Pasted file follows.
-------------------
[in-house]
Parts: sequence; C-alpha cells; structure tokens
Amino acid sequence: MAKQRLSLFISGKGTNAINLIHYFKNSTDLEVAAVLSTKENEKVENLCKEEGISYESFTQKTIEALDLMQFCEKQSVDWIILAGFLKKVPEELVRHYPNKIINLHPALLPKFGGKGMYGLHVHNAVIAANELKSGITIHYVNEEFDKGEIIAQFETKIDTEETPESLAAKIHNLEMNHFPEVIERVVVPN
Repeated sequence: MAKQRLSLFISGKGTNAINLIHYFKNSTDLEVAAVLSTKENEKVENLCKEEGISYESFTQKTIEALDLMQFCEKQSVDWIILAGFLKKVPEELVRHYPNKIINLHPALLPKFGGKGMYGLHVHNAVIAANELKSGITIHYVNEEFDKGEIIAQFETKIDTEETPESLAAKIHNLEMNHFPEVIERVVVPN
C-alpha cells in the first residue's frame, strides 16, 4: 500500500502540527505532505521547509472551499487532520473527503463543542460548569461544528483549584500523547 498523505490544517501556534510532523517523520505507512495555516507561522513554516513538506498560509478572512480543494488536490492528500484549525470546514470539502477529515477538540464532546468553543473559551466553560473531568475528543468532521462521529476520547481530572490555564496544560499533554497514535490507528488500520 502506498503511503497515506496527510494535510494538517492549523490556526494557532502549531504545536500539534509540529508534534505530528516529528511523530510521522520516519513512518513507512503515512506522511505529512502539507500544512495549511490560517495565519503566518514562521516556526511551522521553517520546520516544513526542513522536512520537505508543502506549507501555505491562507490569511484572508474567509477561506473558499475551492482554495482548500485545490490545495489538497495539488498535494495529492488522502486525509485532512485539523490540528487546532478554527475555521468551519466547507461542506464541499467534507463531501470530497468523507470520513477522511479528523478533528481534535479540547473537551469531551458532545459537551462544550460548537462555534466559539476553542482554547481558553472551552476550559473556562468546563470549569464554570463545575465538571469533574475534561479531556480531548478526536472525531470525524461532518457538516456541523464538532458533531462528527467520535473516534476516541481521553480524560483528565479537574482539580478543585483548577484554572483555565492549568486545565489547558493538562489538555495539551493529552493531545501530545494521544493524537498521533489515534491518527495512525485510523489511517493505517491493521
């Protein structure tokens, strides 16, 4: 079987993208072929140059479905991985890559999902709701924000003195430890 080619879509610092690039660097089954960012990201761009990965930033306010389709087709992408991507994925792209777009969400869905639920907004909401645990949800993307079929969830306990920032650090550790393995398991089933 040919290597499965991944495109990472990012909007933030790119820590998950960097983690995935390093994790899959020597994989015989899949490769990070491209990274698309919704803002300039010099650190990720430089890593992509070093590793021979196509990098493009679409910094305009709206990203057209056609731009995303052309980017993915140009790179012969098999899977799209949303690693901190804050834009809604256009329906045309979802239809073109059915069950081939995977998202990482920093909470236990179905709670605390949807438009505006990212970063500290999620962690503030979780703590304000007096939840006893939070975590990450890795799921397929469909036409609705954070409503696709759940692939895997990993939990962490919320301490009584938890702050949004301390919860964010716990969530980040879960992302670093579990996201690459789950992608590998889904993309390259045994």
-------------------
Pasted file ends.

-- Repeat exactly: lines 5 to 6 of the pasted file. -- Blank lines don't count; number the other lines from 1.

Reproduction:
C-alpha cells in the first residue's frame, strides 16, 4: 500500500502540527505532505521547509472551499487532520473527503463543542460548569461544528483549584500523547 498523505490544517501556534510532523517523520505507512495555516507561522513554516513538506498560509478572512480543494488536490492528500484549525470546514470539502477529515477538540464532546468553543473559551466553560473531568475528543468532521462521529476520547481530572490555564496544560499533554497514535490507528488500520 502506498503511503497515506496527510494535510494538517492549523490556526494557532502549531504545536500539534509540529508534534505530528516529528511523530510521522520516519513512518513507512503515512506522511505529512502539507500544512495549511490560517495565519503566518514562521516556526511551522521553517520546520516544513526542513522536512520537505508543502506549507501555505491562507490569511484572508474567509477561506473558499475551492482554495482548500485545490490545495489538497495539488498535494495529492488522502486525509485532512485539523490540528487546532478554527475555521468551519466547507461542506464541499467534507463531501470530497468523507470520513477522511479528523478533528481534535479540547473537551469531551458532545459537551462544550460548537462555534466559539476553542482554547481558553472551552476550559473556562468546563470549569464554570463545575465538571469533574475534561479531556480531548478526536472525531470525524461532518457538516456541523464538532458533531462528527467520535473516534476516541481521553480524560483528565479537574482539580478543585483548577484554572483555565492549568486545565489547558493538562489538555495539551493529552493531545501530545494521544493524537498521533489515534491518527495512525485510523489511517493505517491493521
């Protein structure tokens, strides 16, 4: 079987993208072929140059479905991985890559999902709701924000003195430890 080619879509610092690039660097089954960012990201761009990965930033306010389709087709992408991507994925792209777009969400869905639920907004909401645990949800993307079929969830306990920032650090550790393995398991089933 040919290597499965991944495109990472990012909007933030790119820590998950960097983690995935390093994790899959020597994989015989899949490769990070491209990274698309919704803002300039010099650190990720430089890593992509070093590793021979196509990098493009679409910094305009709206990203057209056609731009995303052309980017993915140009790179012969098999899977799209949303690693901190804050834009809604256009329906045309979802239809073109059915069950081939995977998202990482920093909470236990179905709670605390949807438009505006990212970063500290999620962690503030979780703590304000007096939840006893939070975590990450890795799921397929469909036409609705954070409503696709759940692939895997990993939990962490919320301490009584938890702050949004301390919860964010716990969530980040879960992302670093579990996201690459789950992608590998889904993309390259045994």